The roster of enemies is small but they make up for it in aggression. If you happen to shoot at them from afar and miss, they will doggedly track you down, no matter how hard you try to break the line of sight. They’re not all that bright though, aside from making a bee-line to your location once they’ve spotted you, they never try to flank you, and often leave themselves exposed for several seconds.  All the baddies are marked as blips on your radar and only a on a few occasions does the radar go offline, making the firefight a little less like shooting fish in a barrel. Differentiating between the enemies in the high-tech facilities becomes troublesome as these soldiers look remarkably similar save slightly different markings. They pack different weapons though, and in the particularly intensive firefights, you’ll not know which of these you’re up against, until they’re all up in your grill. The boss fights aren’t particularly stirring and in both cases, you’re up against the same enemy, having to use the very same technique to kill it.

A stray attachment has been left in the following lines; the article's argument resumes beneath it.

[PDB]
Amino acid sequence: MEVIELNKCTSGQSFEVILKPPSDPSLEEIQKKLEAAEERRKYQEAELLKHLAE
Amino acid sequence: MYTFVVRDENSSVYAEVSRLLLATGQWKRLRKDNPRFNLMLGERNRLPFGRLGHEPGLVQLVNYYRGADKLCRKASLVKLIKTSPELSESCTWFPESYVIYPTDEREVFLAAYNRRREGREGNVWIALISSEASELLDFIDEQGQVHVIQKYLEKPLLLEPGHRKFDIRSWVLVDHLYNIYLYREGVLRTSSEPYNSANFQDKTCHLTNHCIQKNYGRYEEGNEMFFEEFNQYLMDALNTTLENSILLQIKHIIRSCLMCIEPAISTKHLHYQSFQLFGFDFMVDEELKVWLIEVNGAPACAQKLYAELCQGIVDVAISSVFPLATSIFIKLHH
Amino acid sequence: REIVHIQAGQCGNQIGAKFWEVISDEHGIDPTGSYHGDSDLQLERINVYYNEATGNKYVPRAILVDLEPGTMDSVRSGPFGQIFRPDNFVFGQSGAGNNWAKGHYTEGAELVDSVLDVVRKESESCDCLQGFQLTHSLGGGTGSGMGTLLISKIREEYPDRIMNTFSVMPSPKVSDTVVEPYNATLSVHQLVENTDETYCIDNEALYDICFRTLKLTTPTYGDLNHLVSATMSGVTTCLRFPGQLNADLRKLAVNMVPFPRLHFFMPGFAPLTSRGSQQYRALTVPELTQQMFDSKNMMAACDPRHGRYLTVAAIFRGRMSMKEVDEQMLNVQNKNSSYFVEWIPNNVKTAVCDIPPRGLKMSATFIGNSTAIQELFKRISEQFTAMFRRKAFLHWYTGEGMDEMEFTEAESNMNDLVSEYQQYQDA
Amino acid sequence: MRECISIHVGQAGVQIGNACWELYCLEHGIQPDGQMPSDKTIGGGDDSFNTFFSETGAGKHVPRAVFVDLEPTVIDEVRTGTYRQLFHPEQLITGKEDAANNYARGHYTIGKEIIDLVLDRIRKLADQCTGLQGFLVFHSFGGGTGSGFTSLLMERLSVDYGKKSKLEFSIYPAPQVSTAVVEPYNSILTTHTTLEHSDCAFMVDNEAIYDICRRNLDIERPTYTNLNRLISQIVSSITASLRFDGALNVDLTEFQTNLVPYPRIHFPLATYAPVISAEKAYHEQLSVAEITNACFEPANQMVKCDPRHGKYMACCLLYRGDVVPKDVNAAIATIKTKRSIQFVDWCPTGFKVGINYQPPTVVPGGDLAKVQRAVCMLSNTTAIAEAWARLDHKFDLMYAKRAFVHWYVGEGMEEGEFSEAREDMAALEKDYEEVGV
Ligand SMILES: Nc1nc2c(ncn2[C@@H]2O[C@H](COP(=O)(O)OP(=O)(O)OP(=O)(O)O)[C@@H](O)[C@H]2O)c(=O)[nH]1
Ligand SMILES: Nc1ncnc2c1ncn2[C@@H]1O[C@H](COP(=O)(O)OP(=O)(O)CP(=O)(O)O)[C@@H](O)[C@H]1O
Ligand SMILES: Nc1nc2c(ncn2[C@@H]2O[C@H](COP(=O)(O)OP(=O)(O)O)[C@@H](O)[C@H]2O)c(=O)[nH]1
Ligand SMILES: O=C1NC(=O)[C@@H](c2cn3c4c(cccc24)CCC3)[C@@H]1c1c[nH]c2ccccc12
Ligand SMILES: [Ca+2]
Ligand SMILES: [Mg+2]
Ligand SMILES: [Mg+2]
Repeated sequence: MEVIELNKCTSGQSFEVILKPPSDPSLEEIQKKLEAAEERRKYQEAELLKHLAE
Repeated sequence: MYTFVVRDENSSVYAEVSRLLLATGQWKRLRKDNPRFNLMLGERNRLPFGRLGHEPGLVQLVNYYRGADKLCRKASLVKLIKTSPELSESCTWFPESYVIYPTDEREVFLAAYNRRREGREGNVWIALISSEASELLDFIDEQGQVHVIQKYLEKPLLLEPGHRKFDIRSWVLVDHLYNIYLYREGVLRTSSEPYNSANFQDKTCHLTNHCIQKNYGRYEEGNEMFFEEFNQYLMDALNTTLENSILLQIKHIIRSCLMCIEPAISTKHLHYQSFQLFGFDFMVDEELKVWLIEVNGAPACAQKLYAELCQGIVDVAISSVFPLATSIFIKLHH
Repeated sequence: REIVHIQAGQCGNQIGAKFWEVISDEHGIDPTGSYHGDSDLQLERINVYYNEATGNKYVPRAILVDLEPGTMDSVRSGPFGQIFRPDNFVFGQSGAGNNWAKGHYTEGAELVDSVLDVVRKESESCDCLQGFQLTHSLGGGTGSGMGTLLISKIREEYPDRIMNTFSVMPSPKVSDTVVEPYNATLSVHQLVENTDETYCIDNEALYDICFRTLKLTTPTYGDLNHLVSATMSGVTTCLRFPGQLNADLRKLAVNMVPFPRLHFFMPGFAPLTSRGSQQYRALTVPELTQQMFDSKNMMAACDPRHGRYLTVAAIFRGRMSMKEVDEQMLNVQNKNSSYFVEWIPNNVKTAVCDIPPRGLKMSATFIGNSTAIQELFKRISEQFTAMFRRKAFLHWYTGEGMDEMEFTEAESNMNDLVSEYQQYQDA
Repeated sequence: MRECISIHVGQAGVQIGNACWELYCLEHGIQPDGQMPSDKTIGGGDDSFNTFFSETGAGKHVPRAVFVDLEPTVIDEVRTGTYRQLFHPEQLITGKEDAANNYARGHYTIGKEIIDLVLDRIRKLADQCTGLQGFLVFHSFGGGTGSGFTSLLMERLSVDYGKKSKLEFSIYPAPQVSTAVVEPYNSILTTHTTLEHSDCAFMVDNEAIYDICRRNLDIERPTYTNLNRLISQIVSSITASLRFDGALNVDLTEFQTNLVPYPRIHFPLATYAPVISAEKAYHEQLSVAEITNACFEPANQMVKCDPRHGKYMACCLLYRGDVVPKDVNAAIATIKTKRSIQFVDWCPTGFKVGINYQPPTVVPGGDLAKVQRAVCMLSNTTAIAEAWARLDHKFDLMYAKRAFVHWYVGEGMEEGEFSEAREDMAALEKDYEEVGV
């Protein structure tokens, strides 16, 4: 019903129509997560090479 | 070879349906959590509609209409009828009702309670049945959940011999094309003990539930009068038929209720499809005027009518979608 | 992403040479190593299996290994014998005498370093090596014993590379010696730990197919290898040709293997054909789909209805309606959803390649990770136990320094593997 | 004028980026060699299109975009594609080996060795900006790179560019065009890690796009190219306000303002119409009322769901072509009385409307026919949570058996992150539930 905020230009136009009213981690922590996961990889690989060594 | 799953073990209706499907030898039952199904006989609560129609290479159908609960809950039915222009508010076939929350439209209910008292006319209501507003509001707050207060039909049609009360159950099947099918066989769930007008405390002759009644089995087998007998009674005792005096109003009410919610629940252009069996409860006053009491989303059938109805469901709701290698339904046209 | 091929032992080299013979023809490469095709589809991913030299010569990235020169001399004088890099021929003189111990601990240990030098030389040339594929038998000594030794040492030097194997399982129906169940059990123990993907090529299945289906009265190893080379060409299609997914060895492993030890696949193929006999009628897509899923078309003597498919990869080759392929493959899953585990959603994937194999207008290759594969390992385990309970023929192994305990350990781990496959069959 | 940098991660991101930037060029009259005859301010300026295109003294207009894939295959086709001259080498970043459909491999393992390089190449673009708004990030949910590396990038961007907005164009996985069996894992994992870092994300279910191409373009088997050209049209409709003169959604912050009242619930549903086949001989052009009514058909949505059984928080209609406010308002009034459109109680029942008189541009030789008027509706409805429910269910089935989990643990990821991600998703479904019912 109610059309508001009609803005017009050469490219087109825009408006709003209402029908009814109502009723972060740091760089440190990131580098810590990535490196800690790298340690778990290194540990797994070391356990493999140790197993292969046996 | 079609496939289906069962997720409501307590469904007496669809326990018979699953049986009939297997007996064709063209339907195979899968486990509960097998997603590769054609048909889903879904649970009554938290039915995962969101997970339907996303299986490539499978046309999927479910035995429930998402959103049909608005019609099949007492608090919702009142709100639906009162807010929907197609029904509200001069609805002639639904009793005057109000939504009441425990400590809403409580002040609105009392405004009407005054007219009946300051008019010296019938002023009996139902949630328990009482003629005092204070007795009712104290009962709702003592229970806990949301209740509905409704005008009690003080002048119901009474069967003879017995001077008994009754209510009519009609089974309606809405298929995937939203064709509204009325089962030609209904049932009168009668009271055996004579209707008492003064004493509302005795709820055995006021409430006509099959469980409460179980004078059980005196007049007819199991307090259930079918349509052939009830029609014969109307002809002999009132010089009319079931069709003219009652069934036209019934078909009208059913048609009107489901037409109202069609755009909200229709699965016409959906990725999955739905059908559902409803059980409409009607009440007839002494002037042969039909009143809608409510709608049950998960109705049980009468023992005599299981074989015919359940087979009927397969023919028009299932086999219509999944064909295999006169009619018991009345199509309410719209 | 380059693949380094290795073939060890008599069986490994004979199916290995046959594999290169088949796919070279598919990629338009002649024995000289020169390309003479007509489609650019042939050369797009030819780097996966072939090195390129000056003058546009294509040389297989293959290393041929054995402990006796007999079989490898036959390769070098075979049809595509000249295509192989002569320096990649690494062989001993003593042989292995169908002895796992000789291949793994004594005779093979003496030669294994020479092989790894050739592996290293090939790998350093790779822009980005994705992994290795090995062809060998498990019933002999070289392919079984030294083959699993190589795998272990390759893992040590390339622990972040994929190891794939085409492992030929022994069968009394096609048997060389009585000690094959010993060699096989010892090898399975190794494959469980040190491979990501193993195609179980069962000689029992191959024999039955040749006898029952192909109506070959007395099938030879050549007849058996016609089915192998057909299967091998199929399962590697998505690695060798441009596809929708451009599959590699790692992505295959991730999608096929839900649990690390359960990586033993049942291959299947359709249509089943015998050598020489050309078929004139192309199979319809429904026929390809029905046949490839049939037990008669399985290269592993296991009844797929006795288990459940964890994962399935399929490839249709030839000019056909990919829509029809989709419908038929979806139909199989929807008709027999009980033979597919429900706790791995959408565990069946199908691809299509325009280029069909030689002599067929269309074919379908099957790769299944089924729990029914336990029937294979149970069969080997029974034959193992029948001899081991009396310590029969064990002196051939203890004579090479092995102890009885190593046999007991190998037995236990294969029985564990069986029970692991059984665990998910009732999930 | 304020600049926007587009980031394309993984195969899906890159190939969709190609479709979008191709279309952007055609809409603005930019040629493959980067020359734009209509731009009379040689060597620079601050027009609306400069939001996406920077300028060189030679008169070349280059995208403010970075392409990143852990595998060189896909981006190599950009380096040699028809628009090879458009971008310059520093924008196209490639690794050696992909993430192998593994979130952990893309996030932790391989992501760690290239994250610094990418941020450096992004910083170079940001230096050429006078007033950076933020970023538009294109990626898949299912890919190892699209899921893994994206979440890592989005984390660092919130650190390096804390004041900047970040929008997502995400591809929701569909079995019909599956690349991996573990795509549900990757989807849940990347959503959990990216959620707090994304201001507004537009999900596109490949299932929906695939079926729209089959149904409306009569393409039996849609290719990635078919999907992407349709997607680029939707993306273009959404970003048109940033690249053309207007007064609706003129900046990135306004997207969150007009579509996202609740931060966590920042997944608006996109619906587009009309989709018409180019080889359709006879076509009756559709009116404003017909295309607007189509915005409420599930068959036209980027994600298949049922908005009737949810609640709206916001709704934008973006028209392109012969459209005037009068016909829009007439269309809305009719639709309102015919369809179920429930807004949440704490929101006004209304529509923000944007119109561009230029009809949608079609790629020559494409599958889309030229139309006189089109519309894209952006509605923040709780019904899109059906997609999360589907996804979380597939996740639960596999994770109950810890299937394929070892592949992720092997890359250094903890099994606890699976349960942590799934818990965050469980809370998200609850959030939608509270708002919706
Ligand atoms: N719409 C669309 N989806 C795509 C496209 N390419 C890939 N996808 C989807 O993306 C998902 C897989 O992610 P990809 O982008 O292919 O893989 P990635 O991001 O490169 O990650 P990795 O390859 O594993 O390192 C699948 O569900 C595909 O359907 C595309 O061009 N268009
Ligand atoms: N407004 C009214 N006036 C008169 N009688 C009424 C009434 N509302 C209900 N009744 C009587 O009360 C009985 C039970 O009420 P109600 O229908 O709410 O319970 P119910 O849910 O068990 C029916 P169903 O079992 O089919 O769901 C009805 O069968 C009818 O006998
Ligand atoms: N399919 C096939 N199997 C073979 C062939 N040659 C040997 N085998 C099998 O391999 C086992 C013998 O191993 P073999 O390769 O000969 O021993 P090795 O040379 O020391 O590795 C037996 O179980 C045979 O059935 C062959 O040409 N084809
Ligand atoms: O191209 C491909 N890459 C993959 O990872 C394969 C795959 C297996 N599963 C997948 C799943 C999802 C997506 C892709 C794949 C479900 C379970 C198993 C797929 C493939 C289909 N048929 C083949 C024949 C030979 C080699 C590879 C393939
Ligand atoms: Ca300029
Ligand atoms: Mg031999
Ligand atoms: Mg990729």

After you have finished the game, the only replayability comes in via “Bodycount Mode” and the online multiplayer options. The former lets you replay the levels to advance your grade, and the latter sees you being able to compete online in the standard deathmatch, team deathmatch, and co-operative modes.